First and foremost, the Gilford Schools are staffed by capable, passionate, and dedicated educators, administrators, and support staff. Was it not for many of these individuals dedicating their lives to the development of Gilford and Gilmanton students, who knows where many of us would be? Certainly, each of our lives was made richer by the opportunities that our teachers and our schools offered to us on a daily basis. Sadly, like many small town rabble rousers and demagogues, Mr. Lambert seems to salivate at the opportunity to attack any public figure or institution without so much as a shred of fact-based evidence to support his ludicrous claims resulting in what is at best pathetic besmirching of some of the most dedicated professionals in central N.H., and at worst is borderline defamation. Perhaps if Mr. Lambert finds the community's efforts to educate his children so ineffective, rather than blame those highly trained and dedicated to public education, instead he should examine his own failings as a parent in helping to develop the basic skills necessary for success in any academic setting.
In addition to being a proud Gilford graduate, I am also a professional high school educator. And, it is through this training and professional experience that I have come to understand more and more how fortunate I was to matriculate through such a fine public school system. My Gilford education, along with the effective parenting I received throughout my childhood, not only prepared me to survive after high school but facilitated my ability to successfully navigate the post-secondary level at a world class university from which I graduated in 2004. I bring this up not to boast or self promote, rather simply to anecdotally demonstrate the effectiveness of the Gilford School District.
Now, while I certainly agree that GHS made an error in failing to send home a permission slip prior to exposing high school students to mature content, the claims asserted by Mr. Lambert that this material was inherently not appropriate or acceptable for academic use is utterly false. Asking students to read and analyze a respected tome by a well-known local author is typical and reasonable. Asking students to investigate real challenges and issues plaguing young people in the United States today is not only acceptable but necessary. Mr. Lambert sounds McCarthy-esque railing against a respected piece of literature simply for presenting ideas contrary to his own. Would he prefer to attempt to hide our young people from the many difficulties and social obstacles they face in our world today? Does he truly believe that knowledge with proper context can be a bad thing? In fairness, Mr. Lambert is correct in one regard. Teenagers today do not lack knowledge of issues related to bullying, drug and alcohol use, sexuality, and violence. In fact, they are more exposed to these ideas and behaviors today than children have been since the fall of the Roman Empire. However, for schools to not responsibly address these topics through discourse, literature, and analysis would be disastrous for our culture and for future generations. Gilford schools have a long standing tradition of addressing these difficult topics in a meaningful, thoughtful and responsible way. If Mr. Lambert is made so uncomfortable by such discussions, perhaps he should sit in on that 9th grade honors English class in the hope of learning to deal with these topics in a more mature manner.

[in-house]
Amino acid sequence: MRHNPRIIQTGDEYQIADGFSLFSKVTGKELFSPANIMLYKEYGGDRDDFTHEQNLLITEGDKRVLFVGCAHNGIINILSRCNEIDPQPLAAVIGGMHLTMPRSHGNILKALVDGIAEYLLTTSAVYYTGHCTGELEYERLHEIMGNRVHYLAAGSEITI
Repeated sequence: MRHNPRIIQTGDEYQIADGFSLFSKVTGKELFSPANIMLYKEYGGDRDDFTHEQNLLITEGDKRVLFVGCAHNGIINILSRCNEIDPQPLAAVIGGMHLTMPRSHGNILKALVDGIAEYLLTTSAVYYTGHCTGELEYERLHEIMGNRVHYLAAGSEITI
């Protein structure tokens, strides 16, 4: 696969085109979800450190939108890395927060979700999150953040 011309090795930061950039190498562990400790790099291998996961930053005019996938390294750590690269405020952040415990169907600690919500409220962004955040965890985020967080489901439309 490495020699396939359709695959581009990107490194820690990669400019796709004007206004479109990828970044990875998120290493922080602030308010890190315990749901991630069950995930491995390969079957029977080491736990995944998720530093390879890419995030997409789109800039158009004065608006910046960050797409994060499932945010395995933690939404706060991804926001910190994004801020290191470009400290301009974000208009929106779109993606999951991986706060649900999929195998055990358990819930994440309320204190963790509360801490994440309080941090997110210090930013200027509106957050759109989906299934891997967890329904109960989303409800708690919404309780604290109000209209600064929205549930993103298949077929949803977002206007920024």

In regard to the Youth Risk Behavior Survey results that Mr. Lambert weakly attempts to correlate to the other issue as some kind of evidence, I suggest one first compare Gilford's results to that of other New Hampshire towns, and second consider who should rightly be held accountable for those results. Is it the role of Gilford schools to ensure that its students are not engaging in risky behaviors such as drug and alcohol usage and sexual promiscuity? Don't parents have some responsibility in these circumstances? By addressing these topics in a responsible way, the schools are actually going above and beyond their traditional role to try to stem the tide of these dangerous behaviors because clearly these lessons are not being effectively taught at home. Gilford schools are doing a great service to their students by not shying away from issues and topics that are difficult or controversial.
I often suggest to my students that a very important life lesson to remember can be encapsulated in the old adage "it is better to keep one's mouth shut and be thought a fool than open it and remove all doubt." Mr. Lambert clearly has overstepped the boundaries of his knowledge, experience, and insight in making so many ludicrous and unfounded claims in his May 16 letter. Therefore, when it comes to education at least, perhaps he can take a break from "removing all doubt" at least for a little while.
Last Updated on Monday, 19 May 2014 08:04
To The Daily Sun,
Good news for Sanbornton residents — by voting down all of the amendments put forth by the Planning Board regarding workforce housing and other changes, many of our residents wondered if that would mean we didn't finish the demands of the HUD grant we received (though it was from the N.H. Housing Finance Authority, they get their money from HUD). At Thursday night's Planning Board meeting, our Town Planner, Bob Ward, assured us that because the amendments were PROPOSED, even if they weren't passed, we still completed our part of the grant contract.
However, he mentioned something about now we need to update our roads so they are uniform throughout the town. We have a LOT of dirt (unpaved) roads and this would be an egregious expense for the town to update them all. He also mentioned we have until June 14 to complete that project. The grant was for workforce housing, but one project deliverable is "to amend our existing road design and construction standards. What does that have to do with RSA 674:58-61? Townspeople, just be aware that the government and NGO's, which includes the Lakes Region Planning Commission, never stop pushing, and we must push back!
Last Updated on Wednesday, 31 December 1969 07:00